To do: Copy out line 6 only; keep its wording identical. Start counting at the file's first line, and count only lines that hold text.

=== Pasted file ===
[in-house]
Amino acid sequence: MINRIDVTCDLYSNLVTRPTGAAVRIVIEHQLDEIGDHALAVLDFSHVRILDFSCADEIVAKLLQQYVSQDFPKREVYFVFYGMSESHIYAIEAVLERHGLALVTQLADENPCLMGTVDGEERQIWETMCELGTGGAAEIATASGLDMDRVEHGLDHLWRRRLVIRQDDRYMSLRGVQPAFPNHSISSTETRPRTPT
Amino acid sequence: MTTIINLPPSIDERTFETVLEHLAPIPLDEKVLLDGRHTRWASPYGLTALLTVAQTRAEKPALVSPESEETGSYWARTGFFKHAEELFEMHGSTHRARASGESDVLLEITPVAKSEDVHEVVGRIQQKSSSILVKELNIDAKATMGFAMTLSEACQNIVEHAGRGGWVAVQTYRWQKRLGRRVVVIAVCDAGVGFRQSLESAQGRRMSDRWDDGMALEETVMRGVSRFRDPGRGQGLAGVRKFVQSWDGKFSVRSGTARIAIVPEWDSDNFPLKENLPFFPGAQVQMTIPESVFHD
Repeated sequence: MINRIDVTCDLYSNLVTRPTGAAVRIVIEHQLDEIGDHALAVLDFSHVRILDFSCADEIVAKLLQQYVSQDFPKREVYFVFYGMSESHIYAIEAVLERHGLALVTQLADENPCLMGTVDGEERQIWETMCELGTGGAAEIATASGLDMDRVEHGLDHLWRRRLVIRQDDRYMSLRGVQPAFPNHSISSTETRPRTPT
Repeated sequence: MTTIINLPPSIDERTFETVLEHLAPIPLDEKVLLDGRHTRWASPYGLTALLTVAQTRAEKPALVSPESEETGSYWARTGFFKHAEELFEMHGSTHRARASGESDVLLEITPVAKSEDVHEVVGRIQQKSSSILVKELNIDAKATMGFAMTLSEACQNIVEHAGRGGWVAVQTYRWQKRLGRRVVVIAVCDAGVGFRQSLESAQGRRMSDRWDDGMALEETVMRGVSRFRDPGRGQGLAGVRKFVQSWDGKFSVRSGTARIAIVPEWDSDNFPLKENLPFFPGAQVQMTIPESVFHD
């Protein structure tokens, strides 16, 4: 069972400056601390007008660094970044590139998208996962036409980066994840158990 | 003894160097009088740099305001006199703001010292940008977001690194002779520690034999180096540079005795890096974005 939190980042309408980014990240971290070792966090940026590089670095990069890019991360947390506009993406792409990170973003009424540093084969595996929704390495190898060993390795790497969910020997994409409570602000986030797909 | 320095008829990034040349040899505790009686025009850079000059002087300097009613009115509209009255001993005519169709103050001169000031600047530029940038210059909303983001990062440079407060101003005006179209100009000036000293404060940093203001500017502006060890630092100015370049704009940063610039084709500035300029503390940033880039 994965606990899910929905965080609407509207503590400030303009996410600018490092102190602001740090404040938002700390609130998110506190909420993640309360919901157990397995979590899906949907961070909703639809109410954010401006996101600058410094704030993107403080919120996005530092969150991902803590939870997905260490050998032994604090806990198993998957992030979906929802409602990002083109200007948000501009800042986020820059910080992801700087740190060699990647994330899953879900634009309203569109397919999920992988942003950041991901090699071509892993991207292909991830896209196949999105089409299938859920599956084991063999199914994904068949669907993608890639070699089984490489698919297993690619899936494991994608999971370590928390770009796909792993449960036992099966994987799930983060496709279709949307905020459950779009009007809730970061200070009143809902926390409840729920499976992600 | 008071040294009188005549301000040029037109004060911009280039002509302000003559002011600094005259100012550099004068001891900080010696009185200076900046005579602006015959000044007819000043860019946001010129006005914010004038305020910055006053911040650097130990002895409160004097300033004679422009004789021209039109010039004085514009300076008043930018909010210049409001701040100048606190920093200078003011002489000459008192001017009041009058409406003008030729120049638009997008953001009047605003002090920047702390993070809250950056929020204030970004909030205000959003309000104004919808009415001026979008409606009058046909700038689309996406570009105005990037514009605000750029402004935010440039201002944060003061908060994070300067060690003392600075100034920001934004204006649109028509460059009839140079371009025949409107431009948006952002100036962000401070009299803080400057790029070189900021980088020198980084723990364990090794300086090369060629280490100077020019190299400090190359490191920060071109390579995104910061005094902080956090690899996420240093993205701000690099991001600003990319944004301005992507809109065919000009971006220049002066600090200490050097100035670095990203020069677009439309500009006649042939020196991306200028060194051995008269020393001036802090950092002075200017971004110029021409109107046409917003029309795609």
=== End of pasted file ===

């Protein structure tokens, strides 16, 4: 069972400056601390007008660094970044590139998208996962036409980066994840158990 | 003894160097009088740099305001006199703001010292940008977001690194002779520690034999180096540079005795890096974005 939190980042309408980014990240971290070792966090940026590089670095990069890019991360947390506009993406792409990170973003009424540093084969595996929704390495190898060993390795790497969910020997994409409570602000986030797909 | 320095008829990034040349040899505790009686025009850079000059002087300097009613009115509209009255001993005519169709103050001169000031600047530029940038210059909303983001990062440079407060101003005006179209100009000036000293404060940093203001500017502006060890630092100015370049704009940063610039084709500035300029503390940033880039 994965606990899910929905965080609407509207503590400030303009996410600018490092102190602001740090404040938002700390609130998110506190909420993640309360919901157990397995979590899906949907961070909703639809109410954010401006996101600058410094704030993107403080919120996005530092969150991902803590939870997905260490050998032994604090806990198993998957992030979906929802409602990002083109200007948000501009800042986020820059910080992801700087740190060699990647994330899953879900634009309203569109397919999920992988942003950041991901090699071509892993991207292909991830896209196949999105089409299938859920599956084991063999199914994904068949669907993608890639070699089984490489698919297993690619899936494991994608999971370590928390770009796909792993449960036992099966994987799930983060496709279709949307905020459950779009009007809730970061200070009143809902926390409840729920499976992600 | 008071040294009188005549301000040029037109004060911009280039002509302000003559002011600094005259100012550099004068001891900080010696009185200076900046005579602006015959000044007819000043860019946001010129006005914010004038305020910055006053911040650097130990002895409160004097300033004679422009004789021209039109010039004085514009300076008043930018909010210049409001701040100048606190920093200078003011002489000459008192001017009041009058409406003008030729120049638009997008953001009047605003002090920047702390993070809250950056929020204030970004909030205000959003309000104004919808009415001026979008409606009058046909700038689309996406570009105005990037514009605000750029402004935010440039201002944060003061908060994070300067060690003392600075100034920001934004204006649109028509460059009839140079371009025949409107431009948006952002100036962000401070009299803080400057790029070189900021980088020198980084723990364990090794300086090369060629280490100077020019190299400090190359490191920060071109390579995104910061005094902080956090690899996420240093993205701000690099991001600003990319944004301005992507809109065919000009971006220049002066600090200490050097100035670095990203020069677009439309500009006649042939020196991306200028060194051995008269020393001036802090950092002075200017971004110029021409109107046409917003029309795609």